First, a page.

This most unusual non-fiction book is unexpected and wonderful.
It’s hard to know what this book is, exactly. A history, certainly, of once-elusive, near-transparent, white porcelain. This part spans 1000 years, starting in Jingdezhen in China, where the secrets of its production were tightly controlled for an obsessive emperor.
It’s also a personal quest and travel book for de Waal, a highly regarded potter himself, who wants to see the three “white mountains” that produce the pale clay that is an integral part of porcelain production. He visits Jingdezhen; Dresden in Germany, where the secrets were uncovered after decades of effort, in 1708; and Plymouth in England where the Quakers found the secret in the1770s, but struggled to make it work commercially.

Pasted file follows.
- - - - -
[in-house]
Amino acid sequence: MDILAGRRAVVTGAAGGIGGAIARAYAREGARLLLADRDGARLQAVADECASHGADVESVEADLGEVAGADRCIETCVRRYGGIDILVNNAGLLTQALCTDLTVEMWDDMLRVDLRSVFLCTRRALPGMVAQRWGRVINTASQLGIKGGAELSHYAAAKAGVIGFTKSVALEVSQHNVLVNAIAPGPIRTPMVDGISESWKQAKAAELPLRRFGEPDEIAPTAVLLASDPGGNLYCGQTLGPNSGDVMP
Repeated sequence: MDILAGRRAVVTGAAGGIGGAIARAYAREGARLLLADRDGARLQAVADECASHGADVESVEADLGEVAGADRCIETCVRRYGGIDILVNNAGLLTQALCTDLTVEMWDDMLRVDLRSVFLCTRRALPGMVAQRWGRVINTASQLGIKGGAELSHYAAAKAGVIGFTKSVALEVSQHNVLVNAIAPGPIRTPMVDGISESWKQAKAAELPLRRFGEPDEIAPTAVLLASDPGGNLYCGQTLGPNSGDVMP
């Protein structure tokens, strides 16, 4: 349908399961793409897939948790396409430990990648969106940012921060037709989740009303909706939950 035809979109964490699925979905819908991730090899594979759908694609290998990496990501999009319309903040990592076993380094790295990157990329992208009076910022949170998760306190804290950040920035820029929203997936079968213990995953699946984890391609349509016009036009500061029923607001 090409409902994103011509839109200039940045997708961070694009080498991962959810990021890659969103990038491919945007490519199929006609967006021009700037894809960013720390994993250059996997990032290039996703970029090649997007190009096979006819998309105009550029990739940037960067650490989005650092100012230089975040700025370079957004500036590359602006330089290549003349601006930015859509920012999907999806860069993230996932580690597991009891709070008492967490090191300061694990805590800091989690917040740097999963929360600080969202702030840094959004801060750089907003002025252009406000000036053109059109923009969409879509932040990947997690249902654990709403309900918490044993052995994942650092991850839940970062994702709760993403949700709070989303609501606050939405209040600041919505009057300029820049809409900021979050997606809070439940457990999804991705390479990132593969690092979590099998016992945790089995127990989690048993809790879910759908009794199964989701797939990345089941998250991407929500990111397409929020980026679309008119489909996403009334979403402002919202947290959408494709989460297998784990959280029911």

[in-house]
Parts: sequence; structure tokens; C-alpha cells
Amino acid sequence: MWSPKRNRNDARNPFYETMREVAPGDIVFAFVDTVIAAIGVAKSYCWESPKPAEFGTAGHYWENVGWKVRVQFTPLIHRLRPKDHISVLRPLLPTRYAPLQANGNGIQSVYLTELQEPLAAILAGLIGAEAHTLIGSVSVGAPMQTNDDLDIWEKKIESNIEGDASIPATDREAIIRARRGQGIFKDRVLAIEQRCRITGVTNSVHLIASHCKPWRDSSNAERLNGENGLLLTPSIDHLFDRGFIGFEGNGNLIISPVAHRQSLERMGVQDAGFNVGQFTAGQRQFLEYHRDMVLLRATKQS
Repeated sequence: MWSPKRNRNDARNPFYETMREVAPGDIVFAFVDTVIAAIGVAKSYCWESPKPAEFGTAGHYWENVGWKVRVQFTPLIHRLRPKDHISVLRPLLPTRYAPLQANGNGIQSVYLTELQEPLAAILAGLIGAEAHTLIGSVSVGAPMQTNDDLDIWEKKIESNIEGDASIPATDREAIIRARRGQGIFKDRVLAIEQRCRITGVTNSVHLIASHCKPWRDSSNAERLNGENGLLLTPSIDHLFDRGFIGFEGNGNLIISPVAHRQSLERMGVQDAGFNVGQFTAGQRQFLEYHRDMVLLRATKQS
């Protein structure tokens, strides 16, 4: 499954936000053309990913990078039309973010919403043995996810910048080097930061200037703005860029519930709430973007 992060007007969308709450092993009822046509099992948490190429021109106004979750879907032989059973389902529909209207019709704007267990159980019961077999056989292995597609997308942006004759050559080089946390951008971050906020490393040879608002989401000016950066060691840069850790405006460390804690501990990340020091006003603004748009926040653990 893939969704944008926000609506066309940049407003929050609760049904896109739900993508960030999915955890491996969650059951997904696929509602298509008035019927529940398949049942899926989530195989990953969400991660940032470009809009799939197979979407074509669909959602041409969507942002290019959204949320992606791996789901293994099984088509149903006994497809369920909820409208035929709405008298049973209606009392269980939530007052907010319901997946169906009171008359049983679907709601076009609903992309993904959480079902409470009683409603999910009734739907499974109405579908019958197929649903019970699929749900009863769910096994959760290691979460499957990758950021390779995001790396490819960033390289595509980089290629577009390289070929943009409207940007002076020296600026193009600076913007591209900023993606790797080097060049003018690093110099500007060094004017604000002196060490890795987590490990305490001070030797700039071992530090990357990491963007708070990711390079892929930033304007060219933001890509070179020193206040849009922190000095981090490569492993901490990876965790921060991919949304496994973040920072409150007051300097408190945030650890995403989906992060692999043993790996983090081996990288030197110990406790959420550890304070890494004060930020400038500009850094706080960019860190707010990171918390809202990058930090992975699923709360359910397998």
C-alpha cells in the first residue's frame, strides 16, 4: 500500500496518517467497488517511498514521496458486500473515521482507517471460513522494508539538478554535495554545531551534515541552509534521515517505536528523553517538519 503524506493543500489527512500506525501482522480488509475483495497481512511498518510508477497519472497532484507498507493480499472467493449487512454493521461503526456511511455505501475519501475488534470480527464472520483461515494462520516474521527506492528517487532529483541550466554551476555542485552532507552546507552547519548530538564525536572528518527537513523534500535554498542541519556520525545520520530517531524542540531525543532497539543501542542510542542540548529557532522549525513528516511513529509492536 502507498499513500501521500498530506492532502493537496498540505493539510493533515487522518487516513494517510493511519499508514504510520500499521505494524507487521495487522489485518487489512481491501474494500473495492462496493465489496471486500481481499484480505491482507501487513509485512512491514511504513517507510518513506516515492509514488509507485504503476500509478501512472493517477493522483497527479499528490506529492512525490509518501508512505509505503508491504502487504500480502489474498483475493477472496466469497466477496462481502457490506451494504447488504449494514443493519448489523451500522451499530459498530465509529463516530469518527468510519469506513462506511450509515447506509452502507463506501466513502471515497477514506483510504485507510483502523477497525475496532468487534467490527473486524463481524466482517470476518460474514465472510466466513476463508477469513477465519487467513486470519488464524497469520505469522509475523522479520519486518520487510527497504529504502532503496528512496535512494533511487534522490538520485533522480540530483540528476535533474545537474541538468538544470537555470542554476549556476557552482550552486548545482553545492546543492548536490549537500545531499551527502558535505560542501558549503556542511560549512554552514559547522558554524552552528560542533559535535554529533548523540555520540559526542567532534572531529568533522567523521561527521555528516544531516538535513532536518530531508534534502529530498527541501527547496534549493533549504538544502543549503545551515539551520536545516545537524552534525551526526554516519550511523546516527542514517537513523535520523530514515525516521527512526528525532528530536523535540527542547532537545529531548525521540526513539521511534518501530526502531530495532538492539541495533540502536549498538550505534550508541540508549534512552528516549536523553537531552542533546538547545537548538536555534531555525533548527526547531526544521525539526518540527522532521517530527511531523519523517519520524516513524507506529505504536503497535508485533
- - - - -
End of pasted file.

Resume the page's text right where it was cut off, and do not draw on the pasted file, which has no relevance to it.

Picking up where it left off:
There’s a slice of autobiography too in De Waal’s path to becoming a potter, and his work towards a major exhibition.
But mostly this is a book about obsession. De Waal mixes the different threads together, largely in the present tense, making the working of a philosopher centuries ago as immediate as his own struggles with clay today. He acknowledges the price often paid for obsession, taking up the stories of those who gave up their lives and health in the name of this precious white stuff.
It’s a deeply personal, odd and fascinating book from best-selling author of The Hare with Amber Eyes.
Book published in October 2015.
This review first published in the Herald Sun’s Weekend magazine.